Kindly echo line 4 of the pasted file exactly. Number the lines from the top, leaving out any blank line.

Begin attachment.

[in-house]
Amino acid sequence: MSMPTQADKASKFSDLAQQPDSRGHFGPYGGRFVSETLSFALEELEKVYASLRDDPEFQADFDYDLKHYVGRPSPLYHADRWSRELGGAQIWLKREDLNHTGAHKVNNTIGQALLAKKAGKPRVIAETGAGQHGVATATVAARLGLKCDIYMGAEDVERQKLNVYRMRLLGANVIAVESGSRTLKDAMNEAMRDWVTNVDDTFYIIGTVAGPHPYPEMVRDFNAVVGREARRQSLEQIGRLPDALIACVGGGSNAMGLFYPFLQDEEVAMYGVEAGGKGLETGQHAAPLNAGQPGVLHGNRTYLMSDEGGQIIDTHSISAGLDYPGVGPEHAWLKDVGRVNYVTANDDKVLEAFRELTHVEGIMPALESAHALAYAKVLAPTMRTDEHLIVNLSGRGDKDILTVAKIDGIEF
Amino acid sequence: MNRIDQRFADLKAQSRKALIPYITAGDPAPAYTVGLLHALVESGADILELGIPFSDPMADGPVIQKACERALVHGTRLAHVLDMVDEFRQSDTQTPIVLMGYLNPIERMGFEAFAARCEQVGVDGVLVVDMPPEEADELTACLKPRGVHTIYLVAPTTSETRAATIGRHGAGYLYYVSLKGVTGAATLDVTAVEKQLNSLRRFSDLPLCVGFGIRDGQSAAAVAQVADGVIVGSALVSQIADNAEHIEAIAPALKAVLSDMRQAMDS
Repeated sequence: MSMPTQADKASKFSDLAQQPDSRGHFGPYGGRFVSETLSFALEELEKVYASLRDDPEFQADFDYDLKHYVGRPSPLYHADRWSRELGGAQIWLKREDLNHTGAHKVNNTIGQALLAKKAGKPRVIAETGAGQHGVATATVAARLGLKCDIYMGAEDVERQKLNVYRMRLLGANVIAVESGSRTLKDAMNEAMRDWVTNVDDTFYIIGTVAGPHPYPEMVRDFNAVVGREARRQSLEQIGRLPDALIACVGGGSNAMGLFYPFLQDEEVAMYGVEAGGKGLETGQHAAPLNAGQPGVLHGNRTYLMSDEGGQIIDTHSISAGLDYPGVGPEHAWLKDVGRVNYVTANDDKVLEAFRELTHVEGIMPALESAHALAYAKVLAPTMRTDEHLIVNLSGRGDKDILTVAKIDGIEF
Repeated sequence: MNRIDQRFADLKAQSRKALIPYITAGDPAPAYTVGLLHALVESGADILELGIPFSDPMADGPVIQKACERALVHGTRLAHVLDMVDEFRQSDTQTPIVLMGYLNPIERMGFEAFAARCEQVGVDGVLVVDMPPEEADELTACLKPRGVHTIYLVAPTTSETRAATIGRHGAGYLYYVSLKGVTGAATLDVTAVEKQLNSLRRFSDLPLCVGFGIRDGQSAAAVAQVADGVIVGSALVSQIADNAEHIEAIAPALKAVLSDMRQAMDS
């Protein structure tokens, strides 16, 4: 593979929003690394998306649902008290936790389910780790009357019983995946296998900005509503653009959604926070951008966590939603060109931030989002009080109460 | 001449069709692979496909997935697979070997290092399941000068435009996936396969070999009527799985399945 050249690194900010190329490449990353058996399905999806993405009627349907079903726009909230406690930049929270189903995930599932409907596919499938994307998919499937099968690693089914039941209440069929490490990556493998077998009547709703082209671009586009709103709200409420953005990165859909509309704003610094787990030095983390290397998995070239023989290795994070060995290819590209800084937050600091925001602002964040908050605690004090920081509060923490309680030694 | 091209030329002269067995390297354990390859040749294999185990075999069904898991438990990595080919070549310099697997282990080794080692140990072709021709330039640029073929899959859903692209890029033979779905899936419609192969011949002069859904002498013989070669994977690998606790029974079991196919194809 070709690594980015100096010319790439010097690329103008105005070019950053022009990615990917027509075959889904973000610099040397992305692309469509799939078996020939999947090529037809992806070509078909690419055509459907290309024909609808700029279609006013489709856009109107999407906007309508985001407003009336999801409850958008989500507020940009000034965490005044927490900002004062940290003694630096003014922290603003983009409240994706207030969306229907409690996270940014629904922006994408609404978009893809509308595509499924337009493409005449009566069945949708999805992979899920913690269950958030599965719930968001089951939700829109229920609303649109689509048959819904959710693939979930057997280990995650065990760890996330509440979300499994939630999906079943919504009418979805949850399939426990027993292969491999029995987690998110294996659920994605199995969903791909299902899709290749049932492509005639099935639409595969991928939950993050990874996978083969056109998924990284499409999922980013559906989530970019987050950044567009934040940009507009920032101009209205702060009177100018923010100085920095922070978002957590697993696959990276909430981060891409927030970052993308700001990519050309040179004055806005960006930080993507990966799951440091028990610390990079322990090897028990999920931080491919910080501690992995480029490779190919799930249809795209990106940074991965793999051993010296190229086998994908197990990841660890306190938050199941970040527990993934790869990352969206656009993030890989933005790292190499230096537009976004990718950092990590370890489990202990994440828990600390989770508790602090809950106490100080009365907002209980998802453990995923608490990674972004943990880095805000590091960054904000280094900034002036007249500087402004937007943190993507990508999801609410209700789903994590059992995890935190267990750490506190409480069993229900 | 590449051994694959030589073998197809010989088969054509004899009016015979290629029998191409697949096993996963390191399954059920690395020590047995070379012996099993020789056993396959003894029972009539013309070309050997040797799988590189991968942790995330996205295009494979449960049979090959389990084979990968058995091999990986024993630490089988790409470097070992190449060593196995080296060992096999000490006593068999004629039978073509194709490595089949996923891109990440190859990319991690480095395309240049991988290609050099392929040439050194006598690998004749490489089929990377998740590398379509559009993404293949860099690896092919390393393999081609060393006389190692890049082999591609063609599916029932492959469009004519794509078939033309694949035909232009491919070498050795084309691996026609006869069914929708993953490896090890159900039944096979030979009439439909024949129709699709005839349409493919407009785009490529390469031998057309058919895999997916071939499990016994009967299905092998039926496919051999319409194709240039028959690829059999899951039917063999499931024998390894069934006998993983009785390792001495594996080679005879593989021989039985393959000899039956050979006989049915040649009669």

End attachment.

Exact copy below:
Repeated sequence: MSMPTQADKASKFSDLAQQPDSRGHFGPYGGRFVSETLSFALEELEKVYASLRDDPEFQADFDYDLKHYVGRPSPLYHADRWSRELGGAQIWLKREDLNHTGAHKVNNTIGQALLAKKAGKPRVIAETGAGQHGVATATVAARLGLKCDIYMGAEDVERQKLNVYRMRLLGANVIAVESGSRTLKDAMNEAMRDWVTNVDDTFYIIGTVAGPHPYPEMVRDFNAVVGREARRQSLEQIGRLPDALIACVGGGSNAMGLFYPFLQDEEVAMYGVEAGGKGLETGQHAAPLNAGQPGVLHGNRTYLMSDEGGQIIDTHSISAGLDYPGVGPEHAWLKDVGRVNYVTANDDKVLEAFRELTHVEGIMPALESAHALAYAKVLAPTMRTDEHLIVNLSGRGDKDILTVAKIDGIEF